LITTLE SMUDGE

Rightly opening with nods to Matisse, Miró and Leo Lionni, this tale of an irregular newcomer who turns initially hostile geometric forms into friends, by teaching them how to change shape, glows with color and movement. Primed by his parents, Little Smudge—“Petite Tache” in the original, and actually more of a sharply defined black blot than a hazy smudge—goes back to a group of squares and triangles, and after demonstrating his ability to turn into a huge, toothy monster, “tells them how to transform themselves.” Readers who want to know just what Little Smudge says will be disappointed, but will still enjoy seeing the new playmates all expand, go blobby and ultimately turn into Miró-ishly modernist human figures, before reluctantly dispersing for the night. Le Néouanic sends small, simple figures dancing across large expanses of creamy white space, around lines of text that themselves change size and shape. An appealing shelfmate for similar essays in transformation, from Lionni’s Little Blue and Little Yellow, or Charles Shaw’s classic It Looked Like Spilt Milk, to Lois Ehlert’s early works. (Picture book. 4-6)

Pub Date: Oct. 2, 2006

ISBN: 1-905417-22-5

Page Count: 48

Publisher: Sterling

Review Posted Online: May 20, 2010

Kirkus Reviews Issue: Oct. 1, 2006

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NO MATTER WHAT

Small, a very little fox, needs some reassurance from Large in the unconditional love department. If he is grim and grumpy, will he still be loved? “ ‘Oh, Small,’ said Large, ‘grumpy or not, I’ll always love you, no matter what.’ “ So it goes, in a gentle rhyme, as Large parries any number of questions that for Small are very telling. What if he were to turn into a young bear, or squishy bug, or alligator? Would a mother want to hug and hold these fearsome animals? Yes, yes, answers Large. “But does love wear out? Does it break or bend? Can you fix it or patch it? Does it mend?” There is comfort in Gliori’s pages, but it is a result of repetition and not the imagery; this is a quick fix, not an enduring one, but it eases Small’s fears and may well do the same for children. (Picture book. 2-6)

Pub Date: Oct. 1, 1999

ISBN: 0-15-202061-6

Page Count: 32

Publisher: Harcourt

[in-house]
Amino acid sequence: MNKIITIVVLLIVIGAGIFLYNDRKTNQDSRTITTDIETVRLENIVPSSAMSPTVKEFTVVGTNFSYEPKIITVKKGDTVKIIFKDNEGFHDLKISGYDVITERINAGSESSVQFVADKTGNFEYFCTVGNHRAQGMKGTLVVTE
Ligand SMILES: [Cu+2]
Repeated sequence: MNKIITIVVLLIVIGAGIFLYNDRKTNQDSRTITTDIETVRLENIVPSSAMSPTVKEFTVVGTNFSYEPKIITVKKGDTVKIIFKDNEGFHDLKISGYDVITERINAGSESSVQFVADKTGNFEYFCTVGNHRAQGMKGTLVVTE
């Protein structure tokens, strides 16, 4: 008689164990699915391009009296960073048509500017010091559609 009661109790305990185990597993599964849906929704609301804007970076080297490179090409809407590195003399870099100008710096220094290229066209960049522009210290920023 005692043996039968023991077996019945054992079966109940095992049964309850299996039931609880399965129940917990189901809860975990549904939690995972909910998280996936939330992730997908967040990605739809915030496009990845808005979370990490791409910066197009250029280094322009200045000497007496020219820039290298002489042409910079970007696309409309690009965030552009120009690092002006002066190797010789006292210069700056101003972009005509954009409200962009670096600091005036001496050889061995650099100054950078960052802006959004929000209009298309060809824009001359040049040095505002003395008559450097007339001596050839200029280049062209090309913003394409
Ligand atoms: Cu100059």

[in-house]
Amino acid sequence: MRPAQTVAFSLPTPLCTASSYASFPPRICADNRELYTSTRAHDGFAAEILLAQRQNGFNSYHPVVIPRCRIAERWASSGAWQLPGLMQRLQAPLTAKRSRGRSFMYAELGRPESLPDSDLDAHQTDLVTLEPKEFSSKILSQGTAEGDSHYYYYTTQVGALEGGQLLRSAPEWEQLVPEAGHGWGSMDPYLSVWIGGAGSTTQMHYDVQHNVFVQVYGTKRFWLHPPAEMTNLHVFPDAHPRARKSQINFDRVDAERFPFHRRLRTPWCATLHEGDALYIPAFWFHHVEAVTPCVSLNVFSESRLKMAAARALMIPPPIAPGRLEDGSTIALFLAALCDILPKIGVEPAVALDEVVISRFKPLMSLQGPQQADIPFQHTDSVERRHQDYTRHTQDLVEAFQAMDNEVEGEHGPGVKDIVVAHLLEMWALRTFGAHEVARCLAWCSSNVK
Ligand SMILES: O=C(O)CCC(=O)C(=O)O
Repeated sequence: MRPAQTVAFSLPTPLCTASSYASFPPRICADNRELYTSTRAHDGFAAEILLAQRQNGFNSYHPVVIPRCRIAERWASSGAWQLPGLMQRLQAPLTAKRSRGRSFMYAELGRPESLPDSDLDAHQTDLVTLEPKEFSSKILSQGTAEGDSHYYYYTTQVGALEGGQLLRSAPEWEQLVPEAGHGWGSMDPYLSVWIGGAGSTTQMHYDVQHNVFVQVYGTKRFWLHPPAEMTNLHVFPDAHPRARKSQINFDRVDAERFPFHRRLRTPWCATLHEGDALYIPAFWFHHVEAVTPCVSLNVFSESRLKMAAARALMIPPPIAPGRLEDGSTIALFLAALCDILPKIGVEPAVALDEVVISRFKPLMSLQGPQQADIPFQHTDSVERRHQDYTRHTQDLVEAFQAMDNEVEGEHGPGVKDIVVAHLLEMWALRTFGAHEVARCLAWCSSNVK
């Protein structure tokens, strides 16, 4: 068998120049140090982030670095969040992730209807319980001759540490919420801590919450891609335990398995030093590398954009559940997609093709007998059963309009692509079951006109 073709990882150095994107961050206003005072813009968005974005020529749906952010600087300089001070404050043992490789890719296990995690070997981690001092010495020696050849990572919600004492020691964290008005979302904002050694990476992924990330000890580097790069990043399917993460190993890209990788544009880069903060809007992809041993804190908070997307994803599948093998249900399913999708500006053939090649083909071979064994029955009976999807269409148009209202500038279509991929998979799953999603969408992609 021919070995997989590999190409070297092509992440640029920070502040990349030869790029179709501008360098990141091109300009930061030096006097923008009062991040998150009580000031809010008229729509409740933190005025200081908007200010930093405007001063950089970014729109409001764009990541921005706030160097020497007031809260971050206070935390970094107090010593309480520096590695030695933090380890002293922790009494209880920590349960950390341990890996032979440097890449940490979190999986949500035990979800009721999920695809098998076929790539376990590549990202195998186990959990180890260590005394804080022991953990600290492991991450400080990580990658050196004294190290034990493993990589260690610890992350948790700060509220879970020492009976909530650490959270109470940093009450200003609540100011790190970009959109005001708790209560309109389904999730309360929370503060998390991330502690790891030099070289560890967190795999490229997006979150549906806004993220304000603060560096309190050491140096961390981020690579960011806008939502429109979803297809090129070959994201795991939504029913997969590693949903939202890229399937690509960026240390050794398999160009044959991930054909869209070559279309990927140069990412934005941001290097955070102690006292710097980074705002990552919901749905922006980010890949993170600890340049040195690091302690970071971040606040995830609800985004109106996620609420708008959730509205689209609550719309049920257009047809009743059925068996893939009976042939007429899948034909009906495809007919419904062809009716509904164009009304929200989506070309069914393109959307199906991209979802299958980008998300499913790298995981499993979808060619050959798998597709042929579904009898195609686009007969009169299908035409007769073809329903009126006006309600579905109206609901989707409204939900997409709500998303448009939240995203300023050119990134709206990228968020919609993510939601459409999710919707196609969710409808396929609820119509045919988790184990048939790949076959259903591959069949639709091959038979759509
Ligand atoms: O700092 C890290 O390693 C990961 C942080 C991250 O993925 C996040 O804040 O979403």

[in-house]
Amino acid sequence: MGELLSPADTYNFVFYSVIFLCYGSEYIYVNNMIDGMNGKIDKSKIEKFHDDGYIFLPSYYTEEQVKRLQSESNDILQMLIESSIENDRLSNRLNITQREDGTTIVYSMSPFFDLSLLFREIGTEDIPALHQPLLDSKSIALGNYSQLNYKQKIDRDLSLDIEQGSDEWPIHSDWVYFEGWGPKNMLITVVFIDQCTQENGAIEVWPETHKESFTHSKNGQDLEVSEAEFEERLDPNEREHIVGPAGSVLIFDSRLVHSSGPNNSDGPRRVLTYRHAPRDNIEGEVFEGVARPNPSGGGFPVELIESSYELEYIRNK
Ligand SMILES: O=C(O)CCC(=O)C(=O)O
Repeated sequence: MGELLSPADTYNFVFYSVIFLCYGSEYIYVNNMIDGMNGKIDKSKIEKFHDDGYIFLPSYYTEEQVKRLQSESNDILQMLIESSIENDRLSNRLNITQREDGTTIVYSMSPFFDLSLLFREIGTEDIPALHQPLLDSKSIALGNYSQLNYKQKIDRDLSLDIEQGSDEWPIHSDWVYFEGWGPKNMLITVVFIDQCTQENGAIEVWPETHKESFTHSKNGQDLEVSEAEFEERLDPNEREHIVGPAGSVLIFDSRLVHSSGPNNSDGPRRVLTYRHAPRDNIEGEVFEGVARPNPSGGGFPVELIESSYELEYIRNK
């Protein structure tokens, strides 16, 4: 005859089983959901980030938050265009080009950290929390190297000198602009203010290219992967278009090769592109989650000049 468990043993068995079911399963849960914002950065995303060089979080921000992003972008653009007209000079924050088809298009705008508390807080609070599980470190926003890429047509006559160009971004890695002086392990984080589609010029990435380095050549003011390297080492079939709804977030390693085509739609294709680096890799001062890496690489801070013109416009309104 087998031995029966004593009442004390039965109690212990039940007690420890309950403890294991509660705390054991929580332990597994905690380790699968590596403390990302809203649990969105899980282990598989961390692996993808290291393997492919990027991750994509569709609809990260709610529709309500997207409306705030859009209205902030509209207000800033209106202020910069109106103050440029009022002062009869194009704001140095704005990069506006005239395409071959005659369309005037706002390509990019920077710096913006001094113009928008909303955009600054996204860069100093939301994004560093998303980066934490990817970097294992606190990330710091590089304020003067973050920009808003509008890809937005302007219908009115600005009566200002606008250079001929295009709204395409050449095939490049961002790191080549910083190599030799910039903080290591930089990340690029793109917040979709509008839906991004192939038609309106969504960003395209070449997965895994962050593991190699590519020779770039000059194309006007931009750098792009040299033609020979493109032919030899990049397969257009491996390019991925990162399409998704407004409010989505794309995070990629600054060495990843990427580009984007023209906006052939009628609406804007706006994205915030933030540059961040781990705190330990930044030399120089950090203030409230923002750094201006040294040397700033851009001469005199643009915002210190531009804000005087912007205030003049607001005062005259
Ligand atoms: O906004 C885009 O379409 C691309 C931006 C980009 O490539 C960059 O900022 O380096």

Review Posted Online: May 20, 2010

Kirkus Reviews Issue: Nov. 1, 1999

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Adults will do better skipping the book and talking with their children.

AN ABC OF EQUALITY

Social-equity themes are presented to children in ABC format.

Terms related to intersectional inequality, such as “class,” “gender,” “privilege,” “oppression,” “race,” and “sex,” as well as other topics important to social justice such as “feminism,” “human being,” “immigration,” “justice,” “kindness,” “multicultural,” “transgender,” “understanding,” and “value” are named and explained. There are 26 in all, one for each letter of the alphabet. Colorful two-page spreads with kid-friendly illustrations present each term. First the term is described: “Belief is when you are confident something exists even if you can’t see it. Lots of different beliefs fill the world, and no single belief is right for everyone.” On the facing page it concludes: “B is for BELIEF / Everyone has different beliefs.” It is hard to see who the intended audience for this little board book is. Babies and toddlers are busy learning the names for their body parts, familiar objects around them, and perhaps some basic feelings like happy, hungry, and sad; slightly older preschoolers will probably be bewildered by explanations such as: “A value is an expression of how to live a belief. A value can serve as a guide for how you behave around other human beings. / V is for VALUE / Live your beliefs out loud.”

Adults will do better skipping the book and talking with their children. (Board book. 4-6)

Pub Date: Sept. 3, 2019

ISBN: 978-1-78603-742-8

Page Count: 52

Publisher: Frances Lincoln

Review Posted Online: Sept. 24, 2019

Kirkus Reviews Issue: Oct. 15, 2019

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